Archive for May 2nd, 2011

The Day After

It goes without saying that it’s a very good thing. It isn’t VE-Day or VJ-Day, and Americans have enough sense not to treat it as such, but it’s worth one night’s jubilation. This day resolution was a long time coming, and Americans have the right to blow off a little steam. This is, after all, what closure looks like.

Although Obama didn’t plan or execute the operation, he did have to give the Go order, and failure of the operation could have been catastrophic. He had to burn some of the few remaining bridges we have with our nominal “ally” Pakistan, which seems to be drifting into China’s orbit, further heightening the risk.

But then, we’re faced with the Left’s desire to turn this into a partisan victory, almost even before the President made his remarks.

Is it really? Maybe  not.

While Obama called former President Bush to tell him the news, he failed to even recognize his efforts in all but the most oblique terms. It continues a pattern of smallness and narcissism that have characterized this President. My friends on the right, who made fun of the birthers by demanding Osama’s Long-Form Death Certificate, showed more class than Obama.

One moment of clarity and gutsiness doesn’t in itself reverse over 2 years of fecklessness, and both our allies and our enemies know it. This should be a moment to seize the initiative in various theaters of operation, but it does not appear that Obama will do so. Instead, it now looks as though last week’s national security personnel moves are designed to retreat from the battlefield and press others to do so. (If not, we’ll soon see some serious pressure on Assad & Syria. If so, look for talk of “rapidly-closing windows of opportunity” for Israel to make concessions.)

The temptation to use bin Laden’s execution as an excuse to leave Afghanistan now, a leaning echoed in some isolationist quarters last night, must be great. But to jump to that conclusion would be to trivialize a major civilizational conflict into a south Asian version of the Hatfields and McCoys.

There was little if any indication in his speech of the context of the broader struggle, as one against radical or political Islam (as opposed to Islam as a personal religion); rather it was solely about alQaeda. The threat of jihad from the Muslim Brotherhood, and from Iran and its various catspaws went unmentioned or even unhinted-at. Does anyone believe that Obama better understands or is now more willing to confront those threats or the murderous ideology behind them?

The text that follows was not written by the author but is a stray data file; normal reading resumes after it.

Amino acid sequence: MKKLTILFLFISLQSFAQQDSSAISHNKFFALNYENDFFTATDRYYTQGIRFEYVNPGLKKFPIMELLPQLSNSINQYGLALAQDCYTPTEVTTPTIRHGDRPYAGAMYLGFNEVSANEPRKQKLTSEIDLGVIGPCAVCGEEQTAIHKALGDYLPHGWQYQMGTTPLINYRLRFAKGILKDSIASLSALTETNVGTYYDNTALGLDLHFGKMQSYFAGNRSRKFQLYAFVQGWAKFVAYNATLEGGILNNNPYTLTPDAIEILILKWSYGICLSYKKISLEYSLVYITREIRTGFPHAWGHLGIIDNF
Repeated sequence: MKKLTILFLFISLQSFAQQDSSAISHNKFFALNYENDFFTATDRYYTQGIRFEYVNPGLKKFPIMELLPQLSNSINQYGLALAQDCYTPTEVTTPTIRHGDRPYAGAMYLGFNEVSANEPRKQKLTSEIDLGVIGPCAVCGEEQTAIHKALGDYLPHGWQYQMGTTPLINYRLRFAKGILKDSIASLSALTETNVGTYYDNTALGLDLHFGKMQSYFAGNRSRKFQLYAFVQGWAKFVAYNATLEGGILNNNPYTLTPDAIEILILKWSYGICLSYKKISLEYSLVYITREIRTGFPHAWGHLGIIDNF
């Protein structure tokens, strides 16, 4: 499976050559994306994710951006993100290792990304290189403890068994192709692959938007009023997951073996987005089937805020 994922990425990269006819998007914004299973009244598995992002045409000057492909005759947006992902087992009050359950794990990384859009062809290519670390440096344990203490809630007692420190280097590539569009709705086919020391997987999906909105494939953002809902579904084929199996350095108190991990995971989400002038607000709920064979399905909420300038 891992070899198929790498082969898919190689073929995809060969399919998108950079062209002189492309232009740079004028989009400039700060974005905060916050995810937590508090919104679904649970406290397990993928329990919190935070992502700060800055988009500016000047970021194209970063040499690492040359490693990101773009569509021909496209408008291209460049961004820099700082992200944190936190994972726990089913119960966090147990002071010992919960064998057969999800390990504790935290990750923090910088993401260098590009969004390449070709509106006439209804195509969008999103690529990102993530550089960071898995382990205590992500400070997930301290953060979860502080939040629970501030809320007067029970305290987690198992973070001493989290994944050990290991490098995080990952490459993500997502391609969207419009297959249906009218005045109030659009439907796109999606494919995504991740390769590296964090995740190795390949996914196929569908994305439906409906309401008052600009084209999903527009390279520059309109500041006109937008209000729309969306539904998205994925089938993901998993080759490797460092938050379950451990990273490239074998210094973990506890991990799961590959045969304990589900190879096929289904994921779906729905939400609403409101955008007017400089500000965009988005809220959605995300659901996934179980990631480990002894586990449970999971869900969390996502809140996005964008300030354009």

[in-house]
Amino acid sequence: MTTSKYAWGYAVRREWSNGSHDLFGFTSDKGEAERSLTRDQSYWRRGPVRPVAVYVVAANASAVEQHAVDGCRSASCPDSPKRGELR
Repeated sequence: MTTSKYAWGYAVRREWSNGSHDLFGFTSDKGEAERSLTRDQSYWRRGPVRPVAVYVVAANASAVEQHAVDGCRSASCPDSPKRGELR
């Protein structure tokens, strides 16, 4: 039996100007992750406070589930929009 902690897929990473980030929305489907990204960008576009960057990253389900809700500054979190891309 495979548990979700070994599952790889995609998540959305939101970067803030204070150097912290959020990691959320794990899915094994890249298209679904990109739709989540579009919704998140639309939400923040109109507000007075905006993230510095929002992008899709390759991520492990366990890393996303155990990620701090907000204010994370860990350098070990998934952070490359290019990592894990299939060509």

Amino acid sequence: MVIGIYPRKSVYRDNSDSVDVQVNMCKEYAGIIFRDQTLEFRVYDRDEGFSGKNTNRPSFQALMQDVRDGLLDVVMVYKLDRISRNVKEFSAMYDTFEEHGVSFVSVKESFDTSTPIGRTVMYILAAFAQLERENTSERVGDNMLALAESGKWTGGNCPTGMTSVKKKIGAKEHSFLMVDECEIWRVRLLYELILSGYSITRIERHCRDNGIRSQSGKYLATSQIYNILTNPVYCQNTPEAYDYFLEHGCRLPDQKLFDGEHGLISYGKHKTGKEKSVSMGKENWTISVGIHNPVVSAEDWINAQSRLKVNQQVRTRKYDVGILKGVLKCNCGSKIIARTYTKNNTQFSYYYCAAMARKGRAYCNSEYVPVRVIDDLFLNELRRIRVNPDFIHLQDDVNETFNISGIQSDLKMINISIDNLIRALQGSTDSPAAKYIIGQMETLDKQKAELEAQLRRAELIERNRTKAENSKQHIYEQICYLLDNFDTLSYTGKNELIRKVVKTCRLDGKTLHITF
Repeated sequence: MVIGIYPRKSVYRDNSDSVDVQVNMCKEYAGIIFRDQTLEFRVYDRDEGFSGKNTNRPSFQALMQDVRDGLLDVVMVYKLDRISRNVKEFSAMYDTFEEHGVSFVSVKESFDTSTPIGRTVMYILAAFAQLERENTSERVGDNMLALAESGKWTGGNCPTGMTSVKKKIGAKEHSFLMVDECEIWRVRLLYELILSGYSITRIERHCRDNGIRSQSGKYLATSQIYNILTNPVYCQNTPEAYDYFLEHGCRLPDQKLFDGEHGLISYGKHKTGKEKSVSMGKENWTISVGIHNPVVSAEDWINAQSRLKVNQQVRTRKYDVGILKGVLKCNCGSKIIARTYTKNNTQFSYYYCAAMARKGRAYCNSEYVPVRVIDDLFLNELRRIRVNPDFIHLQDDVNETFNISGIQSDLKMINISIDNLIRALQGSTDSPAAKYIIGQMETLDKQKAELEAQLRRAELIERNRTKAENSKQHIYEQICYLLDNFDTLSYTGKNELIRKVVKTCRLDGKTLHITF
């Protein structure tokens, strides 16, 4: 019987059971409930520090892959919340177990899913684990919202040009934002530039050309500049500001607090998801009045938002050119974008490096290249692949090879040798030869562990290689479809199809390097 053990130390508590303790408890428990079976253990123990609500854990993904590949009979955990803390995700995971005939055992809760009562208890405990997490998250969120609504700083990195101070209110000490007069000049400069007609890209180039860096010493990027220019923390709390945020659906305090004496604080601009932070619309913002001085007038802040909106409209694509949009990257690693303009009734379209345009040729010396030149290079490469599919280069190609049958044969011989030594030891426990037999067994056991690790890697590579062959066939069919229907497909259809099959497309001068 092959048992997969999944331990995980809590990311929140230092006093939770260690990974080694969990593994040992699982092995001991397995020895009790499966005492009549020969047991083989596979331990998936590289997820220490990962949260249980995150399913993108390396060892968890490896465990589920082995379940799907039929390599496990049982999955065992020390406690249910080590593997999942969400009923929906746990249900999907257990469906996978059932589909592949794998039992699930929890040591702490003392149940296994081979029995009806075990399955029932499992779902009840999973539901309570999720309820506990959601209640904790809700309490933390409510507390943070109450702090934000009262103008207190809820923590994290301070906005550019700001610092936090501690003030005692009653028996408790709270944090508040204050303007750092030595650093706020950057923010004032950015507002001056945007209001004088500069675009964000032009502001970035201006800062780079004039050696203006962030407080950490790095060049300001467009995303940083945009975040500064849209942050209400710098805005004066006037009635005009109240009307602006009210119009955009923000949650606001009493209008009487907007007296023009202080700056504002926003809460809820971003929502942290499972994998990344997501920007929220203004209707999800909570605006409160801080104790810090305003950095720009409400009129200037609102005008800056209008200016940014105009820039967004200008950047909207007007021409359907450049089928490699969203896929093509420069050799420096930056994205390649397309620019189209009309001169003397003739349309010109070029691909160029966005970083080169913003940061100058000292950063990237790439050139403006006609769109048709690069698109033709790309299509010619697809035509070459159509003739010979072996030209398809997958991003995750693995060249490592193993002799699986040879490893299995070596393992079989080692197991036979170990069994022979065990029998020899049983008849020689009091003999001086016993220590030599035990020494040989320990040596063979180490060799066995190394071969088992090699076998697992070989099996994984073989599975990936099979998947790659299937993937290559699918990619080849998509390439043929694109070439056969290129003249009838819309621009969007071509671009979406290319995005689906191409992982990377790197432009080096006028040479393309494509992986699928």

Indeed, our treatment of bin Laden’s body more than suggests not. While we all had a good time thinking of the uses to which it could be put, most of us (I hope) were joking about torch relays, carnival dunk tanks, and heads-on-a-pike. As solutions go, burial at sea wasn’t a bad one. It was sufficiently but not overly disdainful, and deprives followers of a shrine. (It reminds me of Churchill’s legendary telegraphic response when told that his mother-in-law had died: “Autopsy, Cremate, Bury at Sea. Leave Nothing to Chance.”)

But the need to announce that we were following Islamic law in disposing of the body is of a piece with having our soldiers in Guantanamo handle the Koran only with clean white gloves. It’s one thing to be respectful of the religious sensibilities of our friends, or even neutrals; quite another to give our enemies reason to believe that we acquiesce to their place for us in their murderous ideology.

You can only do that if you’re not really convinced that you’re up against a murderous ideology. Iran only wants regional hegemony, and Ahmedinejad isn’t suicidal. The Muslim Brotherhood and al Qaeda never got along, so the MB isn’t a threat. (See the reaction of their spawn, Hamas, to bin Laden’s execution.) It recycles all the comfortable complacencies of the Cold War, and it’s as wrong now as it was then.

It would be foolish to say that nothing’s changed, but it would be equally mistaken to think that too much has. Today’s markets are a fine example. They opened higher on the news, and quickly reverted to form on actual fundamentals. The fundamentals of the enemy we face haven’t changed. The fundamentals of the economy haven’t changed.

The 2012 elections are still worth holding. The poll numbers of George HW Bush right after Gulf War I, and George W Bush after capturing Saddam, were both quite high before subsequent events brought them back down to earth. As Crash Davis said, “The moment’s over.”

This week, many Americans, most of them not college students, will fill their cars with $4 gasoline and drive 10 miles out of their way to a Sam’s Club in a struggle to stay within budget. The risk of stagflation is quite real, and the President seems no more serious about dealing with the long-term fiscal threats to the country than he is about dealing with our external enemies.

If bin Laden’s execution is the beginning of a new seriousness, more than an opportunity to pose, well then good. If it’s merely an opportunity to withdraw from the field while looking good, to claim a victory when our enemy doesn’t feel beaten, then it’s no good at all.

With a President who still seems intellectually and emotionally committed to American decline, I’m not optimistic.

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